Black Land Loss: Addressing Equity in Louisiana Agriculture

By Alli D.

Decades of racist practices at the USDA have robbed black Louisianans of their farmland, and the Louisiana Department of Agriculture and Forestry could help undo this injustice. Ag Commissioner candidate Marguerite Green wants to make sure that they do. 

Agriculture is big business in Louisiana. The state’s forests and fields are one of our main industries, supporting hundreds of communities and thousands of families. 

While farming can be a lucrative business, it has been at the expense of black farmers, whose land has been stolen from them through corrupt institutional practices, discrimination, intimidation, and collusion. As Vann Newkirk documented recently for The Atlantic, Wall Street firms like TIAA are buying up farmland in the Mississippi Delta, pushing black farmers off their families’ lands. In total, black farmers in the US have lost 12 million acres in the last century. This crisis of land loss is acute in Louisiana. 

Angie and June Provost, sugarcane farmers from New Iberia, have been profiled in The Guardian, outlining how racist practices by the USDA and sabotage from neighbors and the local mill forced the family off their land. 

June Provost was raised as a sugarcane farmer and at one point held 4,500 acres in Iberia Parish. But as the Guardian profile outlines, “he endured years of discrimination in the form of coercive contracts, fraud, below-market crop loans, vandalism, and retaliation for speaking out about the mistreatment of black farmers – until he was finally forced out of business in 2015.” The Provosts are working to rebuild their farm as well as tell the story of these discriminatory practices that affect black farmers across the country

These practices, such as requiring excessive collateral or underfunding crop loans for black farmers, are not unique to Louisiana. Many of them were outlined in the Pigford vs. Glickman class action lawsuit brought by black farmers against the USDA, alleging decades of discriminatory practices. The Pigford settlement has paid nearly $1 billion to over 13,300 farmers since 1999. Each one of those farmers had to prove a claim of discrimination and damages. However, even this billion-dollar settlement amount was not enough to cover all the claims. In 2010, Congress appropriated another $1.2 billion to pay the claims of another 10,000 farmers.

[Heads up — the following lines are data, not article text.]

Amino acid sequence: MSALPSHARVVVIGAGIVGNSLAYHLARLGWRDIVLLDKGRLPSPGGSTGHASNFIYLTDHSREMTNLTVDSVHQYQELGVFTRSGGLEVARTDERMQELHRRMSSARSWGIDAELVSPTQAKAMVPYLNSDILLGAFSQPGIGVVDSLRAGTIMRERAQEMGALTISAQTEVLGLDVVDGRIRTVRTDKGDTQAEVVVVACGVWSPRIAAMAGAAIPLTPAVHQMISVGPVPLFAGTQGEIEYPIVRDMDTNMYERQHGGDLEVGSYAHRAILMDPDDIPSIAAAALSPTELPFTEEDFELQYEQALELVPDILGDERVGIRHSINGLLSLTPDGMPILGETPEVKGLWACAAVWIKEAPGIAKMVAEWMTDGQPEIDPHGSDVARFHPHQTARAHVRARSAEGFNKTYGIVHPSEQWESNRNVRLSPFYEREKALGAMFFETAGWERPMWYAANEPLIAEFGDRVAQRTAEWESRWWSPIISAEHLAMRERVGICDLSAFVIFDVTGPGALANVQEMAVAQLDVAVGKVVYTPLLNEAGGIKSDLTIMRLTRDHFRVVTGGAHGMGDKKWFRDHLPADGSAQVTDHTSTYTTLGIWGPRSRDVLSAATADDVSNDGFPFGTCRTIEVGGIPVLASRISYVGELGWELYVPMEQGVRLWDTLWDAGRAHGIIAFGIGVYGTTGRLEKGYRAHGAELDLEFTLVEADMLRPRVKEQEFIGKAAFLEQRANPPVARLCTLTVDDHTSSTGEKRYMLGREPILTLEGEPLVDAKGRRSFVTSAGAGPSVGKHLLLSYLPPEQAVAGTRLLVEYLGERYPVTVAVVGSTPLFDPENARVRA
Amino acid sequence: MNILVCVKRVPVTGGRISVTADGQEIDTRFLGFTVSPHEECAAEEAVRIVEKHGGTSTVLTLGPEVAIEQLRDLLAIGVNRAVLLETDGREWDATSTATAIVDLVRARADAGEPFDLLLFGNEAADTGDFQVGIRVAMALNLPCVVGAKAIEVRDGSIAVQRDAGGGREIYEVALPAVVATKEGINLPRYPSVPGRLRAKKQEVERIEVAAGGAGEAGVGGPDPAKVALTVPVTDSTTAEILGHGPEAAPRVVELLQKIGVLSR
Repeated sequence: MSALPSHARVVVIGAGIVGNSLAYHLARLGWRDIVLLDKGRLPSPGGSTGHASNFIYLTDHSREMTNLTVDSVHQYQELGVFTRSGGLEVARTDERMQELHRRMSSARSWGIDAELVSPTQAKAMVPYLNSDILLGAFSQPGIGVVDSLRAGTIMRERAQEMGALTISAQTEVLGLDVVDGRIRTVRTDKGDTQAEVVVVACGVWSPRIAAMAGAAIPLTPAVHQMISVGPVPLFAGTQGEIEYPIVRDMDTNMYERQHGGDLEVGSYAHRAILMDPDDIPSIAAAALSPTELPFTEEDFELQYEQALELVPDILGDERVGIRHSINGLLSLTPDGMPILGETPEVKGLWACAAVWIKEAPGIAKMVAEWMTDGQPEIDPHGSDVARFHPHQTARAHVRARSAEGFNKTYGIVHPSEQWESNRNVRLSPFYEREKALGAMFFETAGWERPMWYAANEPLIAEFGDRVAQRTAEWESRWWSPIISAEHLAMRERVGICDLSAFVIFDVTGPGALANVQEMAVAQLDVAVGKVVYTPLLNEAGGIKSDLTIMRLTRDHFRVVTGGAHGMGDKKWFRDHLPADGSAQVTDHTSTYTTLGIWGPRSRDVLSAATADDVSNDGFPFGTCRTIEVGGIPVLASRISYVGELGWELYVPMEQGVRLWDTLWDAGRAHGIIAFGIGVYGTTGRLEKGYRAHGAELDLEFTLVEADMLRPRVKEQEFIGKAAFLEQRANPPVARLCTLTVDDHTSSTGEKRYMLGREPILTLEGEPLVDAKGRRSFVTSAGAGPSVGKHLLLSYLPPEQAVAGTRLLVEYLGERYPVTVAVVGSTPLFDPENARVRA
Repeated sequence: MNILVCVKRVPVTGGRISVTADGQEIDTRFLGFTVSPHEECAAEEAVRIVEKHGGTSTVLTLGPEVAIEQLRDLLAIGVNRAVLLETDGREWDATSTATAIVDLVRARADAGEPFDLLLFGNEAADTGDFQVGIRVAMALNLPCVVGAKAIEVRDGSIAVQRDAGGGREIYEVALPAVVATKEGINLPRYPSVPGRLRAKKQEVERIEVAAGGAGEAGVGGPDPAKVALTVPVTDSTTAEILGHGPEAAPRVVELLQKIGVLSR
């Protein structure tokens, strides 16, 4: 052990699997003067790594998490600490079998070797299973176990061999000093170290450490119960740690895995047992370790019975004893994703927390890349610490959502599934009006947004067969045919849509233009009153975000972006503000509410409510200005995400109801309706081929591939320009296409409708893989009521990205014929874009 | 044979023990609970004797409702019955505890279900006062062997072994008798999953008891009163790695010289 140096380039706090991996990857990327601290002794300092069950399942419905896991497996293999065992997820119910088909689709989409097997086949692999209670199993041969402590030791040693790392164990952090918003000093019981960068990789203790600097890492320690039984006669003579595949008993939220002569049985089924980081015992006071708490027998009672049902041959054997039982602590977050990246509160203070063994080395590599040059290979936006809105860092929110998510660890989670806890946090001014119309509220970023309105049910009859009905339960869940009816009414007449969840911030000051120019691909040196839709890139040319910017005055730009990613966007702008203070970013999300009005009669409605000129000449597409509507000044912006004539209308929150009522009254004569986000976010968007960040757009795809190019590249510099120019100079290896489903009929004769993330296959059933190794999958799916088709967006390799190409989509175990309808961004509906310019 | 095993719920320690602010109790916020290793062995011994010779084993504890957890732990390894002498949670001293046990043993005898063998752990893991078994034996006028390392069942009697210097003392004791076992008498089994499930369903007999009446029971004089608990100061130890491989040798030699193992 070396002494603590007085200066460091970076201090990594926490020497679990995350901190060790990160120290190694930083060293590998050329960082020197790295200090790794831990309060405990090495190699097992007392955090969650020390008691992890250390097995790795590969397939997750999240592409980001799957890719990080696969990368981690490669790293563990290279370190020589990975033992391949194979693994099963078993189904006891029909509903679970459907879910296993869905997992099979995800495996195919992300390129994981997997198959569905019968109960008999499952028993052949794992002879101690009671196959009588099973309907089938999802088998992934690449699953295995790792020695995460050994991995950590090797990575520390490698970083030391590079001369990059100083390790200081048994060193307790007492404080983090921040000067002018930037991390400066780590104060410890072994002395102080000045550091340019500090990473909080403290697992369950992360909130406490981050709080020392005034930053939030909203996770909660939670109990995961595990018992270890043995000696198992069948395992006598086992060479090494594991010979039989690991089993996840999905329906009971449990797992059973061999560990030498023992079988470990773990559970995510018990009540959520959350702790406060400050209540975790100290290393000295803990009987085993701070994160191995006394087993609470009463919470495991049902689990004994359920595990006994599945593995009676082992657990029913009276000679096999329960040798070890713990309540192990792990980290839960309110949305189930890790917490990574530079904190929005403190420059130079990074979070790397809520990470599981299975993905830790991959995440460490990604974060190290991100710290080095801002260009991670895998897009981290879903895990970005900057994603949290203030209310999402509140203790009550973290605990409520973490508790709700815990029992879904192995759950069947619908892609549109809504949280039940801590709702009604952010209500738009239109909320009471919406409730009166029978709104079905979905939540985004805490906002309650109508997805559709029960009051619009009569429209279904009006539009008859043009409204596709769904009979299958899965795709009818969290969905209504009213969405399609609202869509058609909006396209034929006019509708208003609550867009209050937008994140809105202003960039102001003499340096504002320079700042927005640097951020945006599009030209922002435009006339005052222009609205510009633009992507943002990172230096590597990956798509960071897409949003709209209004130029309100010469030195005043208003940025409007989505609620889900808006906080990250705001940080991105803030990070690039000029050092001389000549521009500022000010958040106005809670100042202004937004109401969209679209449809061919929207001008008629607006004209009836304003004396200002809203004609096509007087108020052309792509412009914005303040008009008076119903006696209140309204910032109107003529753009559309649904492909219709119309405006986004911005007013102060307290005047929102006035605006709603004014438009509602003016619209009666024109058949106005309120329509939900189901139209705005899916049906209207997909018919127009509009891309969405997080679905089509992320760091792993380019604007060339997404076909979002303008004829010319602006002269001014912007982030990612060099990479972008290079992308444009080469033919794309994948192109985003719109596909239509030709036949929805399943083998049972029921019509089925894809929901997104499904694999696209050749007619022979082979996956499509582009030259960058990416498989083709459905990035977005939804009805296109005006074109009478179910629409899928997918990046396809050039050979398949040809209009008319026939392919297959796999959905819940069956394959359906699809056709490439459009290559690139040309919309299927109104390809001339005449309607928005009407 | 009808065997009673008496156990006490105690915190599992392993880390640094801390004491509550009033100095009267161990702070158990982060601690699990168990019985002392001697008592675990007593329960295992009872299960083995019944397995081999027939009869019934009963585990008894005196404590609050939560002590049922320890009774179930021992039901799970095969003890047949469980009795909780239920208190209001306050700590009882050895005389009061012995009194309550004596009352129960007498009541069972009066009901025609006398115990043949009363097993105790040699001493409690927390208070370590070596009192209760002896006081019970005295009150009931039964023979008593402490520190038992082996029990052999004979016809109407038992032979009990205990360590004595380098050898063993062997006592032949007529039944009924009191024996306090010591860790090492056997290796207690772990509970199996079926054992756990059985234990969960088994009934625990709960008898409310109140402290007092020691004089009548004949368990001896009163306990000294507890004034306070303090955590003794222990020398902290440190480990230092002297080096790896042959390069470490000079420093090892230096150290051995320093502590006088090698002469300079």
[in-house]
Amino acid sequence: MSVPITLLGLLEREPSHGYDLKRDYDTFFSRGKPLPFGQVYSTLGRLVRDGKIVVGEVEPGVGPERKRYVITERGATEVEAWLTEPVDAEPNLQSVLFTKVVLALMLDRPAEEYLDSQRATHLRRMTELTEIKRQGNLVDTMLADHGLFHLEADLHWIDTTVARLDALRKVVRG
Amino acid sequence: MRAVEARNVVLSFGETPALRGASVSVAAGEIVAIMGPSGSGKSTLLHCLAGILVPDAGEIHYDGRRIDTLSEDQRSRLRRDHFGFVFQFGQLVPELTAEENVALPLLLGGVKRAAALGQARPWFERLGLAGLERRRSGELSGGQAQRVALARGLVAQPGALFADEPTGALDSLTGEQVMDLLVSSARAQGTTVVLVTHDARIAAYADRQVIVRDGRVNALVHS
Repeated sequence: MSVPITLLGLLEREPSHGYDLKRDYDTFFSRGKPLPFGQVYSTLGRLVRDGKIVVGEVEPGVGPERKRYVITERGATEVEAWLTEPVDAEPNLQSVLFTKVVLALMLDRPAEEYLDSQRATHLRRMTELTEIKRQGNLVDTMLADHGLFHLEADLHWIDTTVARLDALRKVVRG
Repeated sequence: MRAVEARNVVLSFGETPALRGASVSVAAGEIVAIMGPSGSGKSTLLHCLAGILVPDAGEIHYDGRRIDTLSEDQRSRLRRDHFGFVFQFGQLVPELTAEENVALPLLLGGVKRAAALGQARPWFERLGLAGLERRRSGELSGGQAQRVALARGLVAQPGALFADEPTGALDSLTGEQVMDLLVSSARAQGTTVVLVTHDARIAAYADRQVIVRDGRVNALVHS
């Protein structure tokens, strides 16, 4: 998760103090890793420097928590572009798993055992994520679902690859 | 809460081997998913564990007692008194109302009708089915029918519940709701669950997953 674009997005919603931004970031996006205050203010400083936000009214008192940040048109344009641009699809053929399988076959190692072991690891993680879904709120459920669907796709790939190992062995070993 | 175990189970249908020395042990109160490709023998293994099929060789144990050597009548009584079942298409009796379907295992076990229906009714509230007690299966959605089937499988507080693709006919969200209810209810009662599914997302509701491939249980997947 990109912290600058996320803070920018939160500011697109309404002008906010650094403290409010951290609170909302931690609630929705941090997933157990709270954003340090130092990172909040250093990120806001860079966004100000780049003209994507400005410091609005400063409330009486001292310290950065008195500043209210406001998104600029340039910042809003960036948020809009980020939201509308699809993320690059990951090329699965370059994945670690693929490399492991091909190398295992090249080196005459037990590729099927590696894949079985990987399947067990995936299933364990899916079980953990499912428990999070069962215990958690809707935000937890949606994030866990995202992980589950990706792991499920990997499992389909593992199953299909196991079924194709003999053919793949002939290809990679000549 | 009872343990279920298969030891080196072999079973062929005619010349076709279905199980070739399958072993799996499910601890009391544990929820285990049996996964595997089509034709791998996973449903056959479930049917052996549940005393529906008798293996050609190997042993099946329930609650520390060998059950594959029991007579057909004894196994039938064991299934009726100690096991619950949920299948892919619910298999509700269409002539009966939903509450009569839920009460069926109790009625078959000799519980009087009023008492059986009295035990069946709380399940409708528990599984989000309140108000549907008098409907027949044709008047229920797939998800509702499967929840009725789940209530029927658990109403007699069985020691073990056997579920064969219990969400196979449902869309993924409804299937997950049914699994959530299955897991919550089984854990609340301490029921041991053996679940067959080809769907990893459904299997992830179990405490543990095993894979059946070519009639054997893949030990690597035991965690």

The Pigford settlement shows that these practices have not gone away within USDA. Black farmers have gone from 14% of US farmers in 1920 to less than 2% in 2012. Black farms represent just 0.4% of all crop acreage and generate just a fraction of the income per farm as white farmers.

While the discriminatory practices are rooted in USDA and federal policy, the Louisiana Commissioner of Agriculture and Forestry has an important role to play in promoting and encouraging black farmers. Angie Provost says that the Ag Commissioner can unite agricultural schools and communities, and pay special attention to black farmers. “We’re not interested in bureaucrats who seek photo ops, when the time is politically expedient; rather, we need representatives who take real care in showing up for National Black Grower field days as much those sponsored by the American Sugar Cane League,” she says. 

Marguerite Green, candidate for Commissioner of Agriculture and Forestry, agrees. “We need to hear directly from people what the challenges they’re facing are, and we need to make publicly stated plans to address them. I would set a departmental culture of advancing and celebrating black land and black farmers the way we’ve traditionally shown up for white farmers, like field days, research support, and co-sponsored legislation.”

While the Louisiana Department of Agriculture and Forestry (LDAF) has an Office of Minority and Veteran Affairs, it isn’t clear what the function of the office is. Green says that she would improve this office. “Instead of merely linking under-resourced farmers to USDA programs through a poorly constructed website, I would have the LDAF assist in pursuing federal funding to support our black farmers. I would require the office to go out into communities and seek out black farmers,” she says. 

And though LDAF does not oversee crop loans, Green notes the importance of paying attention to predatory agricultural lending. She says that LDAF should stand with those farmers in support to get their property back through the legal system. “While promises like ‘we’ll listen to problems’ and ‘we’ll pursue funding’ aren’t detailed, there’s something important to be said about the fact that we don’t create space for black farmers to have a voice to the LDAF. That’s where we have to start. I want LDAF to be a partner in the fight for black land, not a roadblock or onlooker.”

Agricultural land ownership and dispossession can be overlooked by those living in urban areas, but this Saturday’s election offers voters a chance to take steps to support equity in farming in Louisiana.